Draconian longterm isolation is torture by any standard, a flagrant Eight Amendment violation, prohibiting “cruel and unusual punishments.”
The UN Convention Against Torture defines the practice as any state action, “causing severe pain or suffering, whether physical or mental…intentionally inflicted on a person” for information, punishment, intimidation, or intentional discrimination.
The Justice Department National Institute of Corrections defines solitary confinement as prison isolation in “special housing unit(s)…secured housing unit(s), intensive management unit(s), highly restrictive, high-custody housing unit(s)…isolat(ing) inmates from the general prison population and from each other due to…violent…behavior.”
Punishment substitutes for justice. Inmates are isolated up to 23 hours daily. At any time, tens of thousands of US inmates are repressively isolated, along with others in jails, juvenile and undocumented immigrant incarcerations, as well as military detentions.
They’re held in tiny cells, most often less than 7 x 7 square feet in size, countless numbers held longterm with minimal or no human contact, food delivered through cell door slots.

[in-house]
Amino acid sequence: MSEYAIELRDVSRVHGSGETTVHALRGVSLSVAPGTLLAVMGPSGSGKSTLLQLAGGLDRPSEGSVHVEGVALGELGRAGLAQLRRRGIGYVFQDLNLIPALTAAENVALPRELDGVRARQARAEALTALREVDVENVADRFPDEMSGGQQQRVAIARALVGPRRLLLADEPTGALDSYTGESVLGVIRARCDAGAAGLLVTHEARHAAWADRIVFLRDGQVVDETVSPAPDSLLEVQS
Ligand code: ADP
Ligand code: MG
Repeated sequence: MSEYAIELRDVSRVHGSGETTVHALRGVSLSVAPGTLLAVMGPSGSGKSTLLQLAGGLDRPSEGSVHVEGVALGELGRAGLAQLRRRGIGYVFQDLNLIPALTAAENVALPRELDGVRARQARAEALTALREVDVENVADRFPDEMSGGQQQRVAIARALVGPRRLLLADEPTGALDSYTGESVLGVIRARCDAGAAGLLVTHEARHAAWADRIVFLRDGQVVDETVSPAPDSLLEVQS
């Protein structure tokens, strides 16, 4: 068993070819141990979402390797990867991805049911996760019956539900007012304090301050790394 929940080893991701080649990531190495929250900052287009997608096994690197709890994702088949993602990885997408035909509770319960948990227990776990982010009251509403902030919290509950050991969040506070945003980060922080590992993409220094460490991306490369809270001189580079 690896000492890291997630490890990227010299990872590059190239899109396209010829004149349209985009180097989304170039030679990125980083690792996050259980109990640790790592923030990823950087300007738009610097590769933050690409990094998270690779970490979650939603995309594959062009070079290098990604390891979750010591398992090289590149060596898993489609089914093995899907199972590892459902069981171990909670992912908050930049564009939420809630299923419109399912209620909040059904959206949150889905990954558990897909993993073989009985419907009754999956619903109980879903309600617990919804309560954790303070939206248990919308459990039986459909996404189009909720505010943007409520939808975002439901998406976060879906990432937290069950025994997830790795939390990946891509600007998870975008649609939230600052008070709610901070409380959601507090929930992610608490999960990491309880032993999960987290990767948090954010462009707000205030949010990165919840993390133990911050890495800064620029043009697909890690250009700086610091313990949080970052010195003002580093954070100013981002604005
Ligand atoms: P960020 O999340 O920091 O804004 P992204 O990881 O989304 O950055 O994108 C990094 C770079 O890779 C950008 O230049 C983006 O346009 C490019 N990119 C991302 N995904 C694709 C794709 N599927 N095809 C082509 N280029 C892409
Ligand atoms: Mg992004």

Many isolated prisoners experience hysteria, rage, total loss of control, emotional breakdown, regressive behavior, and self-mutilation.
They suffer panic attacks, lethargy, insomnia, nightmares, dizziness, social withdrawal, memory and appetite loss, delusions and hallucinations, profound despair and hopelessness, suicidal thoughts, and paranoia.
Longterm isolation is like being buried alive, for some causing irreversible trauma and sociopathic behavior. Overwhelmed by their surroundings, prisoners can become zombies.
According to a survey by Yale Law School researchers and the Association of State Correctional Administrators (ASCA), prison isolation is especially harmful to mentally ill inmates.
Of the 33 states surveyed, only Texas said it had no dysfunctional inmates in solitary confinement, a dubious claim by a state notorious for prison harshness - especially for prisoners in solitary confinement and on death row.
In his book titled “Texas Tough,” Robert Perkinson called the state the “hardest to do time” in America.
An exonerated former prisoner on Texas death row called conditions he endured “emotional torture,” the same for others, saying:
“(G)uys come to prison totally sane, and in three years they don’t live in the real world anymore.”
Thirteen surveyed states said at least 10% of their isolated male prisoners experienced symptoms of mental illness, a way understated figure.
An earlier study estimated around 15% of America’s 2.4 million prison population is mentally ill, the figure much higher for inmates experiencing longterm isolation.
Healthcare in prisons is notoriously deplorable, Even when seriously ill, inmates can wait days for woefully inadequate treatment.